We narrowed our theme down to a -doll birthday party- where everyone could bring their favorite doll and we'd do some 'doll and me' stuff.  It was so much fun!  And honestly….. it was really easy to put together.  I searched on Pinterest for some ideas and found one, just one, other party like this.  I take no credit for what we did at our party--these were all someone else's ideas.  I just wish I'd bookmarked the site so I could give credit where credit is due.

We had the girls stand in front of a streamer backdrop with their dolls and Georgia as they arrived…..

and then they decorated some picture frames while we printed off the pictures.

At the end of the party, after the frames had dried, we put their pictures in them to take home. 

We made 'doll & me' bracelets….the doll ones out of pipe-cleaners to keep it simple.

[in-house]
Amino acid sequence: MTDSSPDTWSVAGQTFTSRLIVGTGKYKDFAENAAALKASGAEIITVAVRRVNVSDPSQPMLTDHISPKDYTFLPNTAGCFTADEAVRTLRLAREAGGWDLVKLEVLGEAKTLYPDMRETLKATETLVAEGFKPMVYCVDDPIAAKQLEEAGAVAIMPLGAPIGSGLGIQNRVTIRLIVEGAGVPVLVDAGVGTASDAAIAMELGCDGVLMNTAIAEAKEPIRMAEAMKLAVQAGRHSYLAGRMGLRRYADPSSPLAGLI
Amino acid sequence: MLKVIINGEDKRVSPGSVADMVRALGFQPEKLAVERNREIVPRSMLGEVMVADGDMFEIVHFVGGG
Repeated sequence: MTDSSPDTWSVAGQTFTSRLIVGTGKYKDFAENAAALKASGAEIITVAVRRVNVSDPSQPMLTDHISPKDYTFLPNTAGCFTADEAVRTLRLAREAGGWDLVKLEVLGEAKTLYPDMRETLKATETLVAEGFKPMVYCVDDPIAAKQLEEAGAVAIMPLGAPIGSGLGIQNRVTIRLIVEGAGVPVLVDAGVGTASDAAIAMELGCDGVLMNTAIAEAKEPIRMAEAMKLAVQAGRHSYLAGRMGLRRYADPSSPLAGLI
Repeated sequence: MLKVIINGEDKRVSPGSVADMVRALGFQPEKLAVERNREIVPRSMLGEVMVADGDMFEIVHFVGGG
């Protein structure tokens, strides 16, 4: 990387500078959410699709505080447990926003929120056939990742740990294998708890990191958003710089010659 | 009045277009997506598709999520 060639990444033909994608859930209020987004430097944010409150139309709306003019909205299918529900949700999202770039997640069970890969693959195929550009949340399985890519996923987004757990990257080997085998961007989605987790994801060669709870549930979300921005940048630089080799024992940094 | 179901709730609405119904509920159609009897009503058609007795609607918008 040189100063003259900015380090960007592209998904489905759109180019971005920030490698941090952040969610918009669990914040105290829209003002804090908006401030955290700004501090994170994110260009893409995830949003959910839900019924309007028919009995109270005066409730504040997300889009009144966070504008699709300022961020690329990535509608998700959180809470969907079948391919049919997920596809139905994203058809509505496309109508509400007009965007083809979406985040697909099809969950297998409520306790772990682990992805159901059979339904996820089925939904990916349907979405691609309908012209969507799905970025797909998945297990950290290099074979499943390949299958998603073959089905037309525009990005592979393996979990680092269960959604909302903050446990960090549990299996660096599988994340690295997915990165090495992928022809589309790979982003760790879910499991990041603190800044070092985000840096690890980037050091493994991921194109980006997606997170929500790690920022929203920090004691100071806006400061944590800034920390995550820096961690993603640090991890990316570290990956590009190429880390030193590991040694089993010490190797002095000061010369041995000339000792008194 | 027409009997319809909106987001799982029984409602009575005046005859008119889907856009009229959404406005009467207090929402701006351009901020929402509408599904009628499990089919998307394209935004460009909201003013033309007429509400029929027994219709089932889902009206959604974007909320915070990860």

And before the girls went home we filled snack bags from a 'girl sized' and 'doll sized' buffet.  A regular sized snack for the girls and a doll sized snack for the dolls.

Tiny Prints sent me these cute little adhesive tags to seal the bags with.  I love the colors and how easy it made it to fasten the treat bags.  The girls could do this part all on their own which is always a bonus.  

It's still hard for me to believe that this little girl is five.  Life is a whoosh……a good one……but sometimes a hard one to accept none-the-less.  Memories like this weekend though are good ones to store up and think about when life feels just so fast.  

Thursday, March 20, 2014

One Whole Hand.

I tell you all the time G……you have to stop getting so old on me. It hurts and makes me cry…..and is wonderful all at the same time.  To see the amazing person you're turning into is incredible.  And to think that your dad and I get to be privy to that on a daily basis is the most fantastic honor ever bestowed on us.